Date: 26 May 2017
The Hunt for Chubais, Putin Is Getting Weaker
There have been unexpected turns of events in the case of RUSNANO’s managers accused of embezzlement. Several key themes of current Russian policy are combined here: the conflict between General Prosecutor’s Office and Investigative Committee, the offensive of siloviki against the so called liberals, and the positioning of Putin before presidential elections. An attempt to counter the attack against Anatoly Chubais was a failure. This is yet another signal in recent months that Putin’s position is getting weaker.
Leonid Melamed belongs to the closest circle of Anatoly Chubais, the current head of a state-owned corporation RUSNANO. Melamed was RUSNANO’s CEO and a member of its board of directors in 2007-2008. In July 2015, he was put under house arrest. According to the investigators, Melamed concluded contracts on behalf of RUSNANO with an investment/financial corporation Alemar that he co-owned. Alemar was to provide consultancy services to RUSNANO, worth 220 million rubles. The investigators, however, claim that the financial director of RUSNANO, Svyatoslav Ponurov, and its deputy director general Andrei Malyshev, under the guise of making payments for such services, had “illegally siphoned off funds” from RUSNANO to the accounts of the company owned by Melamed and his partners. Melamed pleads innocent. Chubais has also defended his subordinates from the start. Nevertheless, the Melamed’s case was promptly interpreted as an attack targeting RUSNANO’s director general.
Now, after a year and a half, General Prosecutor’s Office has informed about having referred the case to the Investigative Committee for further investigation. Victor Grin, a deputy of prosecutor general Yury Chaika says that this is due to “flagrant violations of criminal procedural law”. Melamed and Ponurov regain their freedom. Is it a victory of Chubais? Not yet. On the very same day, a new message comes form General Prosecutor’s Office: Chaika has changed the decision of his deputy and has referred the case to the court after all. The very same mechanism operates here as in other famous cases where politics meet business, such as for example the case of former governor of the Kirov region Nikita Belykh, or the case of former minister of economic development Alexey Ulyukaev. What do they have in common with Chubais? They belong to the so called liberals, whose influence keeps diminishing since 2014 – the siloviki prevail. In this context, Grin’s move, discrediting investigators’ narrative in Melamed’s case, came as a surprise. Grin is not independent; he always does what his superior tells him to do. He must have followed Chaika’s orders. Conflict between the chief of prosecutor’s office and the chief of Investigative Committee has lasted for years. However, Chaika would not strike such a spectacular blow without Putin’s consent. President, in turn, could have been influenced by one Melamed’s defenders, namely Sergey Kiriyenko, former prime minister and former head of Rosatom, who has recently become one of the most influential figures in the Kremlin.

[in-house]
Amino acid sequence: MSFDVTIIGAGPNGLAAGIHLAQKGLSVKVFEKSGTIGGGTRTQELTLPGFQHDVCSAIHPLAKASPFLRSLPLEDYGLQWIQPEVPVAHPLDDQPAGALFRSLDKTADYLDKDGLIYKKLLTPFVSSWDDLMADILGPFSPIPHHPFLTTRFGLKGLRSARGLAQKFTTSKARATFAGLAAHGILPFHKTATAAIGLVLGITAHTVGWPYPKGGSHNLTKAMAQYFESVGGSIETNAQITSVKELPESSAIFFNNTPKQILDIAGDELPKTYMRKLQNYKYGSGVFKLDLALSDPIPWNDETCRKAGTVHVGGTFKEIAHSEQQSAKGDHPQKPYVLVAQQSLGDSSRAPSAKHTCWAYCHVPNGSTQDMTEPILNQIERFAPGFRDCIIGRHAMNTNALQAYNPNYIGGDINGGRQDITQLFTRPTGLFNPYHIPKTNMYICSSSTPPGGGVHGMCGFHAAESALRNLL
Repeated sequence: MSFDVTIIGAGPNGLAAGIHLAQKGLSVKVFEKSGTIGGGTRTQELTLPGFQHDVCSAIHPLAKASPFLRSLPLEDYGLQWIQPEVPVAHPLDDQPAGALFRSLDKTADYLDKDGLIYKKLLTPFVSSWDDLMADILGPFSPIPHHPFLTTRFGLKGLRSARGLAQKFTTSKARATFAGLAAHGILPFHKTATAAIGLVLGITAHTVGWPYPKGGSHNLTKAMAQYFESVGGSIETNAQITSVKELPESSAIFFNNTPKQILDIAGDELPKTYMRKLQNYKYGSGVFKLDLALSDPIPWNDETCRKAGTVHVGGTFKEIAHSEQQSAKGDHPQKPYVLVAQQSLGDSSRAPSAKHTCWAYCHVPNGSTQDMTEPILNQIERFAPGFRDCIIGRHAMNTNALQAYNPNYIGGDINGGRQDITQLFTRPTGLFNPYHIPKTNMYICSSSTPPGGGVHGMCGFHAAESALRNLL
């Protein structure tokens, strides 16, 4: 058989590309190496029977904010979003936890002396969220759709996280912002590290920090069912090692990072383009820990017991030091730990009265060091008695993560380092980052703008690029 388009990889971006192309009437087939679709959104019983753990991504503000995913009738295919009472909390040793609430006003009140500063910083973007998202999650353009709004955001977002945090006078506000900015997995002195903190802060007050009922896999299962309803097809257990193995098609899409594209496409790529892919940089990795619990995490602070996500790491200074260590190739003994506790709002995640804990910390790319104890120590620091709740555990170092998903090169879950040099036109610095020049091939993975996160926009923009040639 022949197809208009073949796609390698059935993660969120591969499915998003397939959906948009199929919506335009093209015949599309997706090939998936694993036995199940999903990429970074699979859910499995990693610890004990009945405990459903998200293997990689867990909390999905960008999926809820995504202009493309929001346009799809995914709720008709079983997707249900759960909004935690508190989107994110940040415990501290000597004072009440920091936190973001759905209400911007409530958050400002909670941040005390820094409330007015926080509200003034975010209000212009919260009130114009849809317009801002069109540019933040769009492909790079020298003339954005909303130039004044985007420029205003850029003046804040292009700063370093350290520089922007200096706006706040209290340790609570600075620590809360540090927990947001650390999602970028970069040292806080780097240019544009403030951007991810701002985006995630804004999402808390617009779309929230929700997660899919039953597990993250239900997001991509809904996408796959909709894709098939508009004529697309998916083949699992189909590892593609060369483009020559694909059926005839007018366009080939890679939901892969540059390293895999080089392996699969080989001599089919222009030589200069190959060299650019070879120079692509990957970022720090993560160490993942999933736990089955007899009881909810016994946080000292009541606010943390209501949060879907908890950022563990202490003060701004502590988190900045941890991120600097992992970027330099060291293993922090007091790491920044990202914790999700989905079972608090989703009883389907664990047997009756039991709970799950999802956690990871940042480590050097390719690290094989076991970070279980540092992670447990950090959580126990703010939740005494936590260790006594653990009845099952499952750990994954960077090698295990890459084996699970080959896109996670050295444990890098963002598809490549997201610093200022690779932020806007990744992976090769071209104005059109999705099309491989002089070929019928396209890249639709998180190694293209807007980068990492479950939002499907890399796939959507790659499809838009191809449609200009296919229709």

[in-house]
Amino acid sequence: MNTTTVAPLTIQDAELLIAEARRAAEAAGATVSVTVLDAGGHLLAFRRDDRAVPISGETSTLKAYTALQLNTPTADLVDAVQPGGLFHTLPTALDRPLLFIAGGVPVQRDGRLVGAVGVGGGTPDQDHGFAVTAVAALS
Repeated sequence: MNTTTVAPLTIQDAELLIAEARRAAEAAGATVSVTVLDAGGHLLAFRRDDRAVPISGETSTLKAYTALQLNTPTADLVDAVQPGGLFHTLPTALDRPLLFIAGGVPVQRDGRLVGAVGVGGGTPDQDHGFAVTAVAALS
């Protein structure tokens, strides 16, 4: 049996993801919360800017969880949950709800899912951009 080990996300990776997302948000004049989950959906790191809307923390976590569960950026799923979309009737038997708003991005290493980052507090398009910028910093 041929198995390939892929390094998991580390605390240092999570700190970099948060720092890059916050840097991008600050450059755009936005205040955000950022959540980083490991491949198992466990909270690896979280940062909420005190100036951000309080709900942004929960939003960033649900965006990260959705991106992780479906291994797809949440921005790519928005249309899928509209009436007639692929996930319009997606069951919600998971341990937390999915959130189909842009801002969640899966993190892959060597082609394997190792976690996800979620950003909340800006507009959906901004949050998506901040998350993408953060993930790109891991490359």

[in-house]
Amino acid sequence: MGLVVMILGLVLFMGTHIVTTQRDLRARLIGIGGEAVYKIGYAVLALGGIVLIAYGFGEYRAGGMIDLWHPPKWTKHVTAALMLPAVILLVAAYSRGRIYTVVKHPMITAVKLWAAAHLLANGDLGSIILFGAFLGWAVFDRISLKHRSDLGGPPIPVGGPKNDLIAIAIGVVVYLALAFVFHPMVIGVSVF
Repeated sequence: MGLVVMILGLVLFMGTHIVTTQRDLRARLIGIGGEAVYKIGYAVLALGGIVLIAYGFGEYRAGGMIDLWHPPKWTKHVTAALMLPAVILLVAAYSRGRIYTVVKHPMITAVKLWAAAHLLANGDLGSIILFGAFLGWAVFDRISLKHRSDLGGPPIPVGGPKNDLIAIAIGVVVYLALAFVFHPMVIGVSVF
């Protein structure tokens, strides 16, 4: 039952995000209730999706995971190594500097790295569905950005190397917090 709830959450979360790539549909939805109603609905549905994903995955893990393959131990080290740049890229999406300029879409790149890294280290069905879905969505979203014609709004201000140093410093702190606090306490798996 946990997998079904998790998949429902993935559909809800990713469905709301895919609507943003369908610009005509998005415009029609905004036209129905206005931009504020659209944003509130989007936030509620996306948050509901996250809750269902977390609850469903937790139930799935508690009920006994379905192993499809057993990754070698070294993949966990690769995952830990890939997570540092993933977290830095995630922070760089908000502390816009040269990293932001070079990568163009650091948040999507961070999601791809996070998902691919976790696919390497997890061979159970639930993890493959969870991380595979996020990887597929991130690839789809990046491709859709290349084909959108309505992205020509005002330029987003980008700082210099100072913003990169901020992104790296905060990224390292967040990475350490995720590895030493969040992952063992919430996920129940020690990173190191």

So, what happened that despite a green light from the president, Chaika changed the course of Melamed’s case in less than a day? Someone must have intervened, someone so powerful that chief prosecutor took a risk of upsetting Putin. Or maybe it was president who changed his mind under somebody’s influence – maybe under the influence of Igor Sechin. This is a warning signal not only for Chubais but also for Putin. It turns out once again that Putin is no longer an absolute ruler and that more and more often he must take into account the siloviki’s opinion. This was evident in the case of Ulyukaev or in the conflict between Sechin and Kadyrov. President is losing power, because he is getting increasingly dependent on one wing of the ruling elite. The almost absolute power that Putin once enjoyed was based on several pillars and on playing out with different political fractions and clans. Today it has become clear that Putin is no longer the highest instance in “family” disputes among “Putinocracy”. This, in turn, increases the risk of violent actions in external policy and at the same time promises an aggressive internal policy course before the presidential elections. And Putin still hasn’t declared if he would run for the office.
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